Girl who Played with Fire

Posted by ron On August - 1 - 2010


Lisbeth Salander is not your usual tourist or woman for that matter.

The Girl who Played with Fire is the second film in a trilogy based on a best seller. This film didn’t waste any time reintroducing the relationship between the main characters. However this film required understanding the unusual relationship between Lisbeth Salander and Mikael Blomkvst as it relates to the plot.

Once again Sweden’s answer to Nancy Drew was placed in grave danger after she overplayed her hand against the man who raped her in the previous film, The Girl with the Dragon Tattoo. Having delivered substance over style, director Daniel Alfredson never let the story stray an inch from his talented leads. Yet, the two main characters never shared a scene unlike the film’s predecessor. The film’s pacing was important as the story was designed as an elaborate chase. First, Lisbeth chased after the murderer to clear her name. Blomkvst then chased after Lisbeth, while trying to stay one step ahead of the police. As the brilliant and troubled heroine became mired in the mystery, Lisbeth’s troubles suddenly had some disturbing coincidences and revelations.

Swedish filmmakers don’t believe in wordy dialogue. The actors never waste a word and will never speak 4 words when 3 will do. Much of this film’s emotional baggage was reserved in the subtle facial expressions and body language. Once again, Noomi Rapace delivered a commanding performance. As Lisbeth, she was both mysterious and emotionally complex. Like a ghost she visits her friends and lovers yet disappears without a trace or care in the world. In one scene, Lisbeth told her occasional lesbian partner that she did some traveling with a detached and somber delivery. Did she even have a good time? The answer was keyed into next scene. Dressed like a ridiculous tourist wearing a NY Yankee baseball cap and sweatshirt, she used her souvenirs to keep a low profile while searching for evidence that might clear her.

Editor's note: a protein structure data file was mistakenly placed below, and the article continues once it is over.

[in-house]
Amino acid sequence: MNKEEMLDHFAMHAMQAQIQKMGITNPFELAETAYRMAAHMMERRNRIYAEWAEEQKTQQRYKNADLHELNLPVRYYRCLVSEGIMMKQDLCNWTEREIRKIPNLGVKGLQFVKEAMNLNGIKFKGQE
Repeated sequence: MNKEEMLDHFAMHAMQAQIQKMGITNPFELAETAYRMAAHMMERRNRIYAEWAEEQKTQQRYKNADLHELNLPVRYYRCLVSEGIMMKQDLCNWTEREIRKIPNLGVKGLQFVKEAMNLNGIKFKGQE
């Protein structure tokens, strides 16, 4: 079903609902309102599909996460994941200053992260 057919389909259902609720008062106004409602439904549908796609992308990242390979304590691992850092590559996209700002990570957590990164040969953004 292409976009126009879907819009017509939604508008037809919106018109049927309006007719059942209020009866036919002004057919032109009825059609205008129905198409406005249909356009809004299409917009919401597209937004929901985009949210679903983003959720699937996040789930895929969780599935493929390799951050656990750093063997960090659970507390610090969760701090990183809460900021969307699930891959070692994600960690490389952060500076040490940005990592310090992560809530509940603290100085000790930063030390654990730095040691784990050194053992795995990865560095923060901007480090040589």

In Hollywood, there seems to be confusion over what is a strong female lead. Most of the roles today are derivatives of Buffy of the Vampire Slayer. Sexed up twenty something vixens who can kill anything 10 times the size and weight of their 80lb anorexic frame. This heroine was by no means a combat machine but skilled in using her brain to trick men into underestimating her. Not just Lisbeth but all the women in this film are far from helpless.

It was difficult to appraise this film because the plot was not even half as complex as its predecessor. Yet, a streamlined plot is not necessarily a bad thing. This film relied heavily on the lead actors’ natural charisma to carry the film. Dissecting the chemistry between the two leads was a critical component to what made the Girl with a Dragon Tattoo so special. Still, I firmly remain convinced the Girl who played with Fire was a solid companion piece. I am looking forward to the next mystery involving the mysterious Lisbeth Salander.

In my never ending homage to George Thorogood’s One bourbon, one scotch, one beer….I am giving the Girl who played with Fire smooth tasting shot of Maker’s Mark bourbon.

Cheers
Ron

3 Responses to “Girl who Played with Fire”

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Thoughts on Cinema is dedicated to film reviews. An uncompromising opinion on the intellectual, artistic, and entertainment value to the consumer. With rising ticket prices, we dedicate ourselves to present to you content regarding what you should or should not be viewing. -Ronald H. Pollock Founder and Editor in Chief

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